UATD presents dynamic ‘Blood Wedding’

UATD+presents+dynamic+%27Blood+Wedding%27

Laura Testino

The University of Alabama’s department of theatre and dance invites audiences to enjoy the illustration of some of life’s classic themes in its multifaceted production of “Blood Wedding,” written by Federico García Lorca in 1932. The play, originally written in Spanish and first performed in Madrid, unravels through a lens of Spanish culture while still expressing concepts in a universal manner.

Director John Nara, a third-year master’s student, said he has long enjoyed the dramatic writings of Lorca and welcomed the opportunity to tackle the challenges the script posed.

“There are numerous themes addressed by Lorca in this play. That’s what makes it such a rich experience, and it’s hard not to see the theme of fate versus choice in the cycle of life as one of the more prominent ones,” Nara said. “But it’s only one. As a director, it’s been a journey with the designers and the cast figuring out how to expose all of the themes and still tell a good story and hold the audience’s attention.”

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Keegan Butler, a senior majoring in theatre, aids in the portrayal of these themes as the lighting designer of the show.

“[Lighting] is a different type of creativity. I enjoy being the one that tells the audience where to look some of the times,” he said.

Butler said his designs are the product of extensive research, beginning with the script and proceeding by matching insightful moments and details in the script with particular colors to create a specific mood.

“[‘Blood Wedding’] was really cool to look up, to do the research for this and see other productions … and use Lorca’s own paintings and drawings as inspiration, because they tie in so well with this show,” Butler said.

Iliana Garcia, a sophomore majoring in musical theatre, plays the bride, one of the show’s female leads, for her first role in a UATD production. After spending weeks in the script and in rehearsals, she said she appreciates the moods the lights create.

“There are multiple scenes that are very fantastical and very storybook-esque, and it requires this mood of mysticism. And the lights really help to accomplish that,” she said.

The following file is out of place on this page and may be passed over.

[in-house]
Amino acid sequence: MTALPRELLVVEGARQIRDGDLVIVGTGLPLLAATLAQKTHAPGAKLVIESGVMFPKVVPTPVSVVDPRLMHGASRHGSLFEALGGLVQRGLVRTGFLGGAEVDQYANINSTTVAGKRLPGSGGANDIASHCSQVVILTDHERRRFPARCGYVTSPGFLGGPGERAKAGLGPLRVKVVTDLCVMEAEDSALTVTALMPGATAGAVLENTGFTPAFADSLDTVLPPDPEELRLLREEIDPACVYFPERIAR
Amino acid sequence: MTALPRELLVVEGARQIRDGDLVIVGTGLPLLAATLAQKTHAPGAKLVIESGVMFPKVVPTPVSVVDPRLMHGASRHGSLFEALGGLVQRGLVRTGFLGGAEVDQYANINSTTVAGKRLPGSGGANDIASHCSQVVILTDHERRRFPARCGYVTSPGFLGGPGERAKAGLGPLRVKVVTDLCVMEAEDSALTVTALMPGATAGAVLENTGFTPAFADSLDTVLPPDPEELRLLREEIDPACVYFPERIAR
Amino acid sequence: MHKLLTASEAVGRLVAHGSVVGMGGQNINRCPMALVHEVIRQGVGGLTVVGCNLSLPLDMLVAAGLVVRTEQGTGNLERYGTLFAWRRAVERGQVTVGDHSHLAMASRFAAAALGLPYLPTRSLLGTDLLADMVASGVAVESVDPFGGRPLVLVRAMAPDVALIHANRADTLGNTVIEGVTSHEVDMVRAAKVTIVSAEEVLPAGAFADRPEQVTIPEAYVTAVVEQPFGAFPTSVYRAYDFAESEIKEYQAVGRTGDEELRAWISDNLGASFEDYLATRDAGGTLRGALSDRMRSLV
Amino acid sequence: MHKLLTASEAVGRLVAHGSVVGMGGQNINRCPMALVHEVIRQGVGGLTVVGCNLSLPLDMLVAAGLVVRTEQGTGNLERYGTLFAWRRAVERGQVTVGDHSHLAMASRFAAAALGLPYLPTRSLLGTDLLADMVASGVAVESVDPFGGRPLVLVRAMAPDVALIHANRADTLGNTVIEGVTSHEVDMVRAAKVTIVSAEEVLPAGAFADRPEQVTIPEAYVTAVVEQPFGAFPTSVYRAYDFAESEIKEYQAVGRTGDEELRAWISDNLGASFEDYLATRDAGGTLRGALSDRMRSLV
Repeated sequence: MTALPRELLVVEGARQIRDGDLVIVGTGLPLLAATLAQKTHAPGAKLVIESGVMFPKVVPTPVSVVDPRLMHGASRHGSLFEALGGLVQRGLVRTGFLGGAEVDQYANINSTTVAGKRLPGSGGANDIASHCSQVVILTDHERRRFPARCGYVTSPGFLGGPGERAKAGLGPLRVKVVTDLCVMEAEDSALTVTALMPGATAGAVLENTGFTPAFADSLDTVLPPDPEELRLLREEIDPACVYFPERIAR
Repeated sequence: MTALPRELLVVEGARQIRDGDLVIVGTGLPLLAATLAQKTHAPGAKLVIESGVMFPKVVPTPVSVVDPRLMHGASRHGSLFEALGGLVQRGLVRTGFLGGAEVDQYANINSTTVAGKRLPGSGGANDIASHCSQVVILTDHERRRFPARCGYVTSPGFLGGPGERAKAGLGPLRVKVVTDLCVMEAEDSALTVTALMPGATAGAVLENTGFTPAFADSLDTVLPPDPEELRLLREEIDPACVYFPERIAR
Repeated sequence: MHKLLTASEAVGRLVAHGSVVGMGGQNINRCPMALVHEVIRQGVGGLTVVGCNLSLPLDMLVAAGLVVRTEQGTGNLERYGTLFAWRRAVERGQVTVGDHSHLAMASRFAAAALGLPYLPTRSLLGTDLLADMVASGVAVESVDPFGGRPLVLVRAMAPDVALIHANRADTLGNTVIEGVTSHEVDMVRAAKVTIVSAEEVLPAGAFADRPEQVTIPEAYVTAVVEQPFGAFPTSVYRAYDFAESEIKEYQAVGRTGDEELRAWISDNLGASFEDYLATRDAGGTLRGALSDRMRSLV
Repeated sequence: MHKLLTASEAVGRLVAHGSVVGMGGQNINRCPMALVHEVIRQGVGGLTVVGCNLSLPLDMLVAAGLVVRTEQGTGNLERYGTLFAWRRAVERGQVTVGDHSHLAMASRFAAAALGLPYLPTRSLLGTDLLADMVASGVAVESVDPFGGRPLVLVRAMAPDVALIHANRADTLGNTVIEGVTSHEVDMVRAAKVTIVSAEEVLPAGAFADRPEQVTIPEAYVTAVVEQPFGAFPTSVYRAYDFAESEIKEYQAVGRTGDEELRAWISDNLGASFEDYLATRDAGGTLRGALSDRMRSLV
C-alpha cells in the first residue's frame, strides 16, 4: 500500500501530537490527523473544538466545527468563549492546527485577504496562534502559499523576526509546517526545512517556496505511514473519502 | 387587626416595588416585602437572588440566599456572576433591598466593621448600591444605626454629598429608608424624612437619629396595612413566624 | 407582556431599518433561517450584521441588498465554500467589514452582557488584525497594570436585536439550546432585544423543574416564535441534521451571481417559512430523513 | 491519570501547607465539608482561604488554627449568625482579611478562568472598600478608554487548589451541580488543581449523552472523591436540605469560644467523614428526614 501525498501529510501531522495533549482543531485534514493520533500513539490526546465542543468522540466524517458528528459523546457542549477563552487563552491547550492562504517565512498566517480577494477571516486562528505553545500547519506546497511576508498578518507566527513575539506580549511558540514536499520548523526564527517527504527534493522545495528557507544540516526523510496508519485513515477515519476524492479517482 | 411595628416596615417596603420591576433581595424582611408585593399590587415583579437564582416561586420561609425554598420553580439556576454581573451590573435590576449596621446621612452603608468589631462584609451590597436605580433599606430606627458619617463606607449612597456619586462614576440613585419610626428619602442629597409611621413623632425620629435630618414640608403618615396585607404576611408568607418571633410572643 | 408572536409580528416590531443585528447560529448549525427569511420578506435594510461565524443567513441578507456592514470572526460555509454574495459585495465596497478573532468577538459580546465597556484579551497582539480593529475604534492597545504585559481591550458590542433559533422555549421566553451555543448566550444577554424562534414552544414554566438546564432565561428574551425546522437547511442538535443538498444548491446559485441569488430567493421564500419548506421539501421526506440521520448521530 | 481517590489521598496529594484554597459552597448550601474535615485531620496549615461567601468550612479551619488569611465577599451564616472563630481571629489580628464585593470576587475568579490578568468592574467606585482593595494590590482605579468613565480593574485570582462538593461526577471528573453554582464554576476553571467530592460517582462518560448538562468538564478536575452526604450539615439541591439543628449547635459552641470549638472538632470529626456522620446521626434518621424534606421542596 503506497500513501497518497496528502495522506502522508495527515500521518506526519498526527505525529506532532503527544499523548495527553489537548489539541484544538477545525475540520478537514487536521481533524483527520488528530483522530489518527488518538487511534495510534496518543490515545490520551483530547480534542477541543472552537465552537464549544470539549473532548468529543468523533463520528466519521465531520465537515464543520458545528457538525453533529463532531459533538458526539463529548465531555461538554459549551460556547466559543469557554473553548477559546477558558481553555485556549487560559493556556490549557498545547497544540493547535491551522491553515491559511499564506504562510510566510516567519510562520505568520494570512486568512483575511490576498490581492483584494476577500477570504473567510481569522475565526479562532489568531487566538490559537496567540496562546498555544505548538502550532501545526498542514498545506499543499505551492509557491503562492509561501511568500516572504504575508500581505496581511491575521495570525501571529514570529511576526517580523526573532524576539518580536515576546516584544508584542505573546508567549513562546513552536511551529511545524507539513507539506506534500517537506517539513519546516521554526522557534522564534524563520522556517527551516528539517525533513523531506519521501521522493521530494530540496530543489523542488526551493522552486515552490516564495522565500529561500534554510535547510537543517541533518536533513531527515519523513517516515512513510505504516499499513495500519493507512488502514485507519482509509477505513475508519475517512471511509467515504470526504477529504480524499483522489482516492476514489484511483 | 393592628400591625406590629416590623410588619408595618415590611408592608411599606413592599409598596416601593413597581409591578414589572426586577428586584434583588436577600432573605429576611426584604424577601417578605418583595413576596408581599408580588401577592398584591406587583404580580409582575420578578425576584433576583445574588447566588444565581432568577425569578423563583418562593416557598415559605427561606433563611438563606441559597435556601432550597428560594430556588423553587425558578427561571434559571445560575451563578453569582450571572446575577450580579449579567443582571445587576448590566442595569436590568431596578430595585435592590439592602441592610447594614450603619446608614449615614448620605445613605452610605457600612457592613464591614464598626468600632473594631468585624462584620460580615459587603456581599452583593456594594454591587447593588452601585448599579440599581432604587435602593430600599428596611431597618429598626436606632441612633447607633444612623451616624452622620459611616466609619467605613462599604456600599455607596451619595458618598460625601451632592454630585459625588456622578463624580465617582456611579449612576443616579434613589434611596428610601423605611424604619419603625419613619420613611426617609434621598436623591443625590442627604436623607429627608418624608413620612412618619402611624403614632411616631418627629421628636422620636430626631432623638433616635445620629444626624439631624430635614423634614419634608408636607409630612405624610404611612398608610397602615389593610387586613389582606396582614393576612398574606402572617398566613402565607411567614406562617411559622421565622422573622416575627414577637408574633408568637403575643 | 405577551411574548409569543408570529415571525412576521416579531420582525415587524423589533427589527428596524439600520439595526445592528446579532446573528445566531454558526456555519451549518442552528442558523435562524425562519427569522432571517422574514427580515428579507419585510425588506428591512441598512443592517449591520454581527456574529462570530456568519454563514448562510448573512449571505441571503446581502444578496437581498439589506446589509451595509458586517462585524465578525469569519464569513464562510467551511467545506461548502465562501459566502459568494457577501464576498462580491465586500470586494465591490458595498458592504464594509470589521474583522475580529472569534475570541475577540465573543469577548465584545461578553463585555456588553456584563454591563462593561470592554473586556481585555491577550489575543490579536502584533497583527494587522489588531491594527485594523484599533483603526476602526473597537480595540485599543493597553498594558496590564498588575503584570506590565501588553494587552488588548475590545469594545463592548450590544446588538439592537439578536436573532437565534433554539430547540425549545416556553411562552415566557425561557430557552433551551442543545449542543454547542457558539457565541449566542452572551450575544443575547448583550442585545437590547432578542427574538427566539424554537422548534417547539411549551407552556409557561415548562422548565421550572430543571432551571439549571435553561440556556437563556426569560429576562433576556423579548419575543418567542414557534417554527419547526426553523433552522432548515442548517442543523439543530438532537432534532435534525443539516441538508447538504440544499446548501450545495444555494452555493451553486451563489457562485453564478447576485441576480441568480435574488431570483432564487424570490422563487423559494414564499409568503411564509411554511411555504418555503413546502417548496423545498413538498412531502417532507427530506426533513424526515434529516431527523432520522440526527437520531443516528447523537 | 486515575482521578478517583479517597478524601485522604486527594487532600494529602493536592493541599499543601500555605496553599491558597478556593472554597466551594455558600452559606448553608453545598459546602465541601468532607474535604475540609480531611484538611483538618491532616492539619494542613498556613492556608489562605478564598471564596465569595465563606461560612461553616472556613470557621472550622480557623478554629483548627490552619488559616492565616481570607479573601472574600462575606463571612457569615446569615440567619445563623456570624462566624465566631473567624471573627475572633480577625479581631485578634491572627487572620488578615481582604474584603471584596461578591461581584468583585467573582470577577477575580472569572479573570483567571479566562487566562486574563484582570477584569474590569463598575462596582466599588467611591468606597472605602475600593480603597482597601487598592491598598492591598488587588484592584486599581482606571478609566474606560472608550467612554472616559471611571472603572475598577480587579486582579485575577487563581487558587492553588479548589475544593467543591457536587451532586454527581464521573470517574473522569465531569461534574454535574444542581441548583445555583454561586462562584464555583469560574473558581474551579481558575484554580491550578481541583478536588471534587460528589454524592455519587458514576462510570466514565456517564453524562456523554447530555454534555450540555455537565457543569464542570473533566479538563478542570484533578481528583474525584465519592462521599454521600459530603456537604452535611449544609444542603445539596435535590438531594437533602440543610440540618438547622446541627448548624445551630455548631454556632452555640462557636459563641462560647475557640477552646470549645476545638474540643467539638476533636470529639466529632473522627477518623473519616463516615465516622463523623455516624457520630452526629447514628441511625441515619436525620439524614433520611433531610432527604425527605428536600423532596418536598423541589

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After becoming heavily involved in musical theater in high school, Garcia said she realized she would be miserable doing anything else. Throughout the audition process, she hoped to have the opportunity to be cast as the bride, a layered character with whom she said she felt connected.

“In musical theater, you encounter so many female leads that are just so happy and bubbly and may encounter a few problems in the plot, but this character is so affected by the landscape that she lives in and the people that she’s around,” Garcia said.

In addition to the thought-provoking aspect of the role, Garcia said she has also enjoyed working with the costume department on the bride’s wedding gown, one of the two custom designs for the production.

“[The costume department] is trying to relate to the audience as well as keeping accurate to the times … [The dress] is beautiful. They’re doing a great job costume-wise, and it’s a really cool process being able to be there during fittings. I love costuming. That’s something I would have done if I didn’t do musical theatre,” she said.

Christina Johnson, a second year master’s student, is the costume designer for the show, and also works on designs for hair and makeup. Like the other members of cast and crew, she said she has combed through the script and looked for particular details that imply the clothing each character would wear.

“In Spain, the bride would always wear a crown of orange blossoms to represent purity, so I took that and kind of rolled with it, and I’m trying to incorporate it in embroidery. I’ve incorporated Spanish lace throughout the play, and the biggest inspiration was that I took colors from the surrounding land, like the vineyards and the olive groves,” Johnson said.

Johnson has worked in costuming for other UATD productions, including another show Nara directed. While she is not delivering lines on stage, she said she still feels attached to and excited about “Blood Wedding.”

“[Nara] involves every member of his cast and crew in creating a production,” Johnson said. “And I think what I like most about that is that by the time it’s up and running, it belongs to all of us. So we have so much pride in it, and it’s worth every step of the way.”

“Blood Wedding will be performed in the Allen Bales Theatre from Feb. 10-15 at 7:30 p.m. and Feb. 16 at 2 p.m. Tickets are available at the box office or online at ua.tix.com.

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